For Schalles, the constant change in manpower where members are assigned here for only a year, makes qualifying for the award challenging.

"I was extremely excited for the unit, they've worked hard and done excellent jobs with a unit that has such a high turnover, it's easy to miss a lot of the information and not capture some of it," he said. "With a lot of the great stuff they have done, it is great to recognize their hard work and it hasn't gone unnoticed."

With several units within PACAF much larger than Kunsan's SFS, to win at that level is very rewarding, the commander noted.

"It's the direct reflection of our Airmen, NCOs and officers we have here and the achievements they've accomplished," Schalles said. "We have some outstanding Airmen who have won numerous awards that individually stand out which (in turn) reflects the level of Airmen we have."

Arlington Museum Showcases Military Women’s Contributions

By Terri Moon Cronk
American Forces Press Service

ARLINGTON, Va., March 1, 2013 – A living legacy to women who served in all branches of the U.S. military honors their service and sacrifice inside the Women's Memorial at Arlington National Cemetery.

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Donated World War II mementoes, uniforms and recruitment posters on display at the Women's Memorial museum at Arlington National Cemetery, Arlington, Va., March 1, 2013. DOD photo by Terri Moon Cronk

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The museum in the memorial depicts the “duty, honor and pride” of the 2 million women who served to defend the United States, from the beginning of the Revolutionary War through today’s war in Afghanistan.
Situated at the ceremonial entrance to Arlington National Cemetery here, the $22 million memorial offers a grand welcome to the sacred military burial grounds with its neoclassical architecture.

Following 11 years of construction, the museum was dedicated on Oct, 18, 1997, after the Women's Memorial Foundation spearheaded the effort to educate the public and honor women who defended the nation during all eras and in all services.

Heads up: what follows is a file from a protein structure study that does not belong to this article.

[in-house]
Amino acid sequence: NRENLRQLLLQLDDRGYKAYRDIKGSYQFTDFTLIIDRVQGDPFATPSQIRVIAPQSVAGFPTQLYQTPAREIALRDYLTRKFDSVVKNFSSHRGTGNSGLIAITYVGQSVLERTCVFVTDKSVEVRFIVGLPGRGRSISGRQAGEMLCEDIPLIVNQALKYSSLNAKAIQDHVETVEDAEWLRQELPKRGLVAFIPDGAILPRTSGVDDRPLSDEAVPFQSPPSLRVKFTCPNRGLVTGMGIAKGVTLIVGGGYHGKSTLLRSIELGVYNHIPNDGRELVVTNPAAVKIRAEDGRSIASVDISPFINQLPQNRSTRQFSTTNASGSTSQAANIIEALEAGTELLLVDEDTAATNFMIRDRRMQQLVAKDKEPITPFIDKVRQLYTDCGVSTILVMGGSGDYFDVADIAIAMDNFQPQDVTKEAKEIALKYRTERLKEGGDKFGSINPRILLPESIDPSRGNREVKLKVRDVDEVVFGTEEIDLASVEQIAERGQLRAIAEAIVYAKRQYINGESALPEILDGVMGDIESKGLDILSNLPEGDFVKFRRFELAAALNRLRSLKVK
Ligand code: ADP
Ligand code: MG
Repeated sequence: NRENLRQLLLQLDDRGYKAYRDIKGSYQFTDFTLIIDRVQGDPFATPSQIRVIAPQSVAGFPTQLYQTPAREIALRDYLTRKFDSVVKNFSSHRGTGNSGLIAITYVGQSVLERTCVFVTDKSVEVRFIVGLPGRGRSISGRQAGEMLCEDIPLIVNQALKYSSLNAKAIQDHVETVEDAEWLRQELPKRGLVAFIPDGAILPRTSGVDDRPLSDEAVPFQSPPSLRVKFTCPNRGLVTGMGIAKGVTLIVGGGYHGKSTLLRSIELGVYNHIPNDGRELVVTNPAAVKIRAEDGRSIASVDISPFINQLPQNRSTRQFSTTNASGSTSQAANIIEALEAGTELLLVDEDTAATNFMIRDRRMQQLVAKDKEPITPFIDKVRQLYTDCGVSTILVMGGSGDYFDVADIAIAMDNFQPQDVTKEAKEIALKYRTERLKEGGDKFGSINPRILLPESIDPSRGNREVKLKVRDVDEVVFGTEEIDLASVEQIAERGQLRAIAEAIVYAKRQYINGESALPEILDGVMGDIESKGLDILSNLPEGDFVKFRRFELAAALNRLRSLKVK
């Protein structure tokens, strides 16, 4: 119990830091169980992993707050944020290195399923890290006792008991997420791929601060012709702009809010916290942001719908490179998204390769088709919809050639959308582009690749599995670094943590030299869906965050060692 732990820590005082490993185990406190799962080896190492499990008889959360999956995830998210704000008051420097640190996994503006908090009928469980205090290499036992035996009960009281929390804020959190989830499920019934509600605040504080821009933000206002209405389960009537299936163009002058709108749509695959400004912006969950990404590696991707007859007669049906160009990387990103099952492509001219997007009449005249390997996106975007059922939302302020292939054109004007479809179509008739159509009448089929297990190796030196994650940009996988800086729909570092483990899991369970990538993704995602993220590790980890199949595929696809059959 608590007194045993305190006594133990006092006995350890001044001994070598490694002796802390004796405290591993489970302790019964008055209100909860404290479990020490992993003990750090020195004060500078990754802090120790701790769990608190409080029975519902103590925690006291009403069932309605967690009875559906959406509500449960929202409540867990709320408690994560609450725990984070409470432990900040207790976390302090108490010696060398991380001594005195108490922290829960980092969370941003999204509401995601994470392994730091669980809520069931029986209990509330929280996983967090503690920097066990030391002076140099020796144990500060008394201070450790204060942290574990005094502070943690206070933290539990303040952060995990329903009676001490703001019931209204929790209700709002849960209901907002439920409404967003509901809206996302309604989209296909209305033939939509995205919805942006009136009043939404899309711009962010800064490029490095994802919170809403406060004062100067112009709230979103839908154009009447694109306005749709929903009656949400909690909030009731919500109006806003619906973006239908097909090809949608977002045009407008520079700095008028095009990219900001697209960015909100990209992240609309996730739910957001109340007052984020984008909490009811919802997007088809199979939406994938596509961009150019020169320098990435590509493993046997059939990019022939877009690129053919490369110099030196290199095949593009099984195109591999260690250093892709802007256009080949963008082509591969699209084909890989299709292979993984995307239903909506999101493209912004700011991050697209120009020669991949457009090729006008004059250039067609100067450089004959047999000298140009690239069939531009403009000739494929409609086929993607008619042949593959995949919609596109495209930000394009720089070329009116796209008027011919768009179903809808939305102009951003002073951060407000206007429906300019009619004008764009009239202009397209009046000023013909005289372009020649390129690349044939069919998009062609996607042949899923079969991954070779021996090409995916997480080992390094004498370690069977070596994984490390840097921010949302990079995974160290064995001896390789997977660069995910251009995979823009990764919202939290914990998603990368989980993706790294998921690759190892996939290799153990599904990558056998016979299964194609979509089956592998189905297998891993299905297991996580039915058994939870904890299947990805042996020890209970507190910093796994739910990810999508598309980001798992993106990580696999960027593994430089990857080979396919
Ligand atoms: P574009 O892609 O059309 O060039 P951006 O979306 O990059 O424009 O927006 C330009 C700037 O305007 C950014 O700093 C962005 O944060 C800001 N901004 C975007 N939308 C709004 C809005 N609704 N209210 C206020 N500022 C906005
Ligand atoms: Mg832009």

The museum’s “living” exhibits depict the past, present and future of military women on active duty, in the reserves, the National Guard and U.S. Public Health Service, in addition to the Coast Guard Auxiliary and Civil Air Patrol.

Additionally, the women who served in support of U.S. armed forces during wartime overseas in such organizations as the Red Cross, United Service Organizations, Special Services and the PHS Cadet Nurse Corps have a place of honor in the museum.

The Women’s Memorial is the only national museum of its kind, according to The Women in Military Service for America Memorial Foundation Inc. website. Its staff collects, preserves, documents and analyzes the history of women’s military service by gathering official and personal records, oral histories, photographs and memorabilia for its exhibits.

“Although women have always volunteered in defense of our nation, many of their contributions have been forgotten and are not recorded in today’s history books,” the website notes.

A signature feature of the museum is the Register, a computerized database of information on about 3,500 former military and current active-duty women who voluntarily registered. Each entry shows the service woman’s picture, dates of service, awards received, key memories of her service and other statistics.

The foundation registry invites veterans, active-duty, National Guard and Reserve servicewomen to register. Cadet nurses and service organization employees who served overseas during a war also are eligible to register.

The museum’s Hall of Honor pays tribute to fallen servicewomen in a somber room amid flags of U.S. states, territories and the military services. A small exhibit displays two books of female casualties while serving in the line of duty in Operation Iraqi Freedom and Operation Enduring Freedom.

The hall also honors women who served with “ … particular sacrifice and achievement. Honored are those who were killed in action, died in the line of duty, were prisoners of war or were recipients of the nation’s highest awards for service and bravery,” a description reads. A marble “Sister Block,” taken from the Tomb of the Unknowns at Arlington National Cemetery, stands formidably tall and wide, nearly ceiling-high in the room.

The glass-enclosed exhibits in the museum’s main section vary by era, and among them are reminders of today’s wars; one depicting “The War on Terror,” and another displaying service uniforms worn in Iraq and Afghanistan with the backdrop of a flag that reads, “We Remember 9/11.”

Exhibits titled, “Serving in the Military, from 1901 to 1945” and another “Since 1946,” comprise the work of early servicewomen. The exhibits include World War II dog tags, identification cards, worn photos and service manuals titled, “If You Should be Captured, These are Your Rights,” and “Survival on Land and Sea.”

A citation for a Bronze Star medal, awarded to Della Polacek, reads, “In support of combat operations against the enemy in Manila, the Philippines,” for her service from April to July 1945.